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on the 2nd anniversary of Hurricane Katrina, New Orleans still feels like a private club that no one on the outside understands. No outsider could understand what we've been through, what we're going through now or where we're headed. The best way to understand it is to get involved, come and see for yourself, help if you can - do what you can, then maybe you will understand

All of these pictures are for sale. They are $25.00 each. They fit in an 8 X 10 Frame

  

We are now selling small Photo Albums with copies of thes prints.

 

You can e-mail me at etsdolls@aol.com for more information.

 

Cleaning up flooded day care center for use as an indoor clinic and office facility

Lower 9th Ward, New Orleans, LA.

Disclaimer: This picture was not taken by me.

I put it here to commemorate the wrath of Hurricane Katrina.

 

Hurricane Katrina on August 28, 2005, near its peak intensity.

 

This image was created by NASA and taken from a NASA website or publication.

 

Hurricane Katrina turned slightly eastward before slamming into shore redirecting the storm's most potent winds and rain away from the vulnerable, low lying New Orleans area. Katrina weakened slightly overnight to a Category 4 storm and her eastward movement put the western eyewall - the weaker side of the strongest winds - over New Orleans. This doesn't mean New Orleans has been spared her wrath completely, the city is still getting hit with 145 mph winds today and the possibility of a 20 foot storm surge.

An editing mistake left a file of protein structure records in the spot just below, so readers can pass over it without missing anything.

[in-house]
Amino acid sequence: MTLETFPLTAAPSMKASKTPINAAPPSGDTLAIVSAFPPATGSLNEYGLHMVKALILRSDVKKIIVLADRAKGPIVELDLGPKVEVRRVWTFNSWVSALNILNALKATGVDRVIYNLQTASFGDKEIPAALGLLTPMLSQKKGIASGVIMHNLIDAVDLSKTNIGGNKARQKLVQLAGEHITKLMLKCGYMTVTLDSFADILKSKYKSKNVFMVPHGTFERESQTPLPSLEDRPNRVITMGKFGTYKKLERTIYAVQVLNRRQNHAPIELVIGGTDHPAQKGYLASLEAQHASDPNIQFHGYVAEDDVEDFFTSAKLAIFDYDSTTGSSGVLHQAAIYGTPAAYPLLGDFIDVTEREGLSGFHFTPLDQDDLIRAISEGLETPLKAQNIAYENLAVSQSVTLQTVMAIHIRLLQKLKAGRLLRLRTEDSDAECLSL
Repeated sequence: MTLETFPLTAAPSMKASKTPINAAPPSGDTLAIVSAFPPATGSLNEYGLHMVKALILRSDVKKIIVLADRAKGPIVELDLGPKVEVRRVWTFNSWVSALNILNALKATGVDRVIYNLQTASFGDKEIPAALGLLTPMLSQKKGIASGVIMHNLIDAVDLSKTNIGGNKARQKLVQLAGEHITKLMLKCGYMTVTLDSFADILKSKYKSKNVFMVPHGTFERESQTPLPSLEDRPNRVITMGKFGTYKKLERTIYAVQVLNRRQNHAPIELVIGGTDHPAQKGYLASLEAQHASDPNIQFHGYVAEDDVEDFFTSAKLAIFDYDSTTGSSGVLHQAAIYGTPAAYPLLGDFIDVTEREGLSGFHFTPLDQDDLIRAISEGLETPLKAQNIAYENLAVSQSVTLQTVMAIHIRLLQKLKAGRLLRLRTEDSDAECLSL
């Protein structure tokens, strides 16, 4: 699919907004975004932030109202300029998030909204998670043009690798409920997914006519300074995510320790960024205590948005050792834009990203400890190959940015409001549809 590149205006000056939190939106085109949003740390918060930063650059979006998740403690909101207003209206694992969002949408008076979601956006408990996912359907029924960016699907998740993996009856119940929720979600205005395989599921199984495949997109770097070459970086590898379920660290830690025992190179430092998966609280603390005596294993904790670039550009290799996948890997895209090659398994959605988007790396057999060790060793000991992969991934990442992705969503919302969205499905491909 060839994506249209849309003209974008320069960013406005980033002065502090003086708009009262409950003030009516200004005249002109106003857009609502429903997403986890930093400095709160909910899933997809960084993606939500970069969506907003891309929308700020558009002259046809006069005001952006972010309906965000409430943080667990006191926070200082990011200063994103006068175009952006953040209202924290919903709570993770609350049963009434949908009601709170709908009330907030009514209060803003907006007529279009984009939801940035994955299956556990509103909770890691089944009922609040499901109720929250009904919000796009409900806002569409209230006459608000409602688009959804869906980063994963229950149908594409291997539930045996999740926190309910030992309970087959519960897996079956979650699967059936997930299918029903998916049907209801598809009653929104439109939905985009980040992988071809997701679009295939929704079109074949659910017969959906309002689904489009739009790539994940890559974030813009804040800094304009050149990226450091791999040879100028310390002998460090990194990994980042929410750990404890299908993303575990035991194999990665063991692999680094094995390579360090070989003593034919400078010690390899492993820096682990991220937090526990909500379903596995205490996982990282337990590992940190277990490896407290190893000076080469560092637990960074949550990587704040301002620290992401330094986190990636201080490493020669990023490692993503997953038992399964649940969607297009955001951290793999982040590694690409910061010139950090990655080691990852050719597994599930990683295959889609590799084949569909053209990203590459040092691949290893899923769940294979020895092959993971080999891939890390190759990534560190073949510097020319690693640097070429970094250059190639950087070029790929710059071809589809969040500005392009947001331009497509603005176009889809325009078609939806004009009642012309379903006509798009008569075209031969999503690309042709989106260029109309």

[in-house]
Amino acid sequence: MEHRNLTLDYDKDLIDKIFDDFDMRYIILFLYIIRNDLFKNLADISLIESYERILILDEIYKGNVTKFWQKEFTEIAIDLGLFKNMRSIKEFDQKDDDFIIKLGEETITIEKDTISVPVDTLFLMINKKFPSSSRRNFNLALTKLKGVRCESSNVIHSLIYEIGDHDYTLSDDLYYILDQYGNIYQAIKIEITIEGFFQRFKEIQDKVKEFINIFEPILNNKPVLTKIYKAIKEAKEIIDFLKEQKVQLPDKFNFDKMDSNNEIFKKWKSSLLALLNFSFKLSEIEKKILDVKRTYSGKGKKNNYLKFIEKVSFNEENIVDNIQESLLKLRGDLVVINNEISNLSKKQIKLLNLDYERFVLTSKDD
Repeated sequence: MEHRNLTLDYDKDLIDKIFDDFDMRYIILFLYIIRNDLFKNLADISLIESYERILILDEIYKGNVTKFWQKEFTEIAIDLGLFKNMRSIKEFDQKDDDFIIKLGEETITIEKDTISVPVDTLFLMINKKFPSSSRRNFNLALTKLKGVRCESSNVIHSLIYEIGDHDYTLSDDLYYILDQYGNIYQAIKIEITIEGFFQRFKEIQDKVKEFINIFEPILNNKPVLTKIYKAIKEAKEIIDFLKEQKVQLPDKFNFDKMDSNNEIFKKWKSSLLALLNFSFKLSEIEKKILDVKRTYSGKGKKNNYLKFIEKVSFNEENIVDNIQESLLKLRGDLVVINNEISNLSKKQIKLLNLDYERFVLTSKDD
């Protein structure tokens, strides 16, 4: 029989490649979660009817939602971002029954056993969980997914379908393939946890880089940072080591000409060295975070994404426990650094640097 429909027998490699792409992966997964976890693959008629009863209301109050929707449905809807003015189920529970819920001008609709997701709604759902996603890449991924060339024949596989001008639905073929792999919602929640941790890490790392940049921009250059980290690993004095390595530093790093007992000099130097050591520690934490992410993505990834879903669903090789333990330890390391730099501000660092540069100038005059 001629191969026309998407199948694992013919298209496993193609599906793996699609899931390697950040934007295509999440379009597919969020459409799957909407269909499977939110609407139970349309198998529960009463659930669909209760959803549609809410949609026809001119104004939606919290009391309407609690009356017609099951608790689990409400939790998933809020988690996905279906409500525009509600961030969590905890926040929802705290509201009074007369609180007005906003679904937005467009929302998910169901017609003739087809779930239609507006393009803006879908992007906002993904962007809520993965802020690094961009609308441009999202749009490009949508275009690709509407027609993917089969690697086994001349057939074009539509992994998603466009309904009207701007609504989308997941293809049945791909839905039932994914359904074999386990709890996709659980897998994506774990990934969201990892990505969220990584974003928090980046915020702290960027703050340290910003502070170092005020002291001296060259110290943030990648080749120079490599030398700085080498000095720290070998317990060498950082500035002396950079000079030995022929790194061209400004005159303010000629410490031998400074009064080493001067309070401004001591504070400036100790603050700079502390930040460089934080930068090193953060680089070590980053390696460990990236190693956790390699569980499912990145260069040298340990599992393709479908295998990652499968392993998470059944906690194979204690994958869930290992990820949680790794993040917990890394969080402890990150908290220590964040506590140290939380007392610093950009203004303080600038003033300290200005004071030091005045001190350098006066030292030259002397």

Katrina, which cut across Florida last week leaving nine dead and massive damage, had intensified into a Category 5 storm over the warm waters of the Gulf of Mexico, reaching top winds of 175 mph before weakening as it neared the coast.

 

A hurricane warning is in effect for the north-central Gulf Coast from Morgan City, La., to the Alabama-Florida line. Tornado warnings were posted for Louisiana, Mississippi, Alabama and Florida.

 

Credit: NASA/Jeff Schmaltz, MODIS Land Rapid Response Team

This series depicts a portion of the wreckage left by hurricane Katrina on the strip of land spanning Mobile Bay in Mobile, AL.

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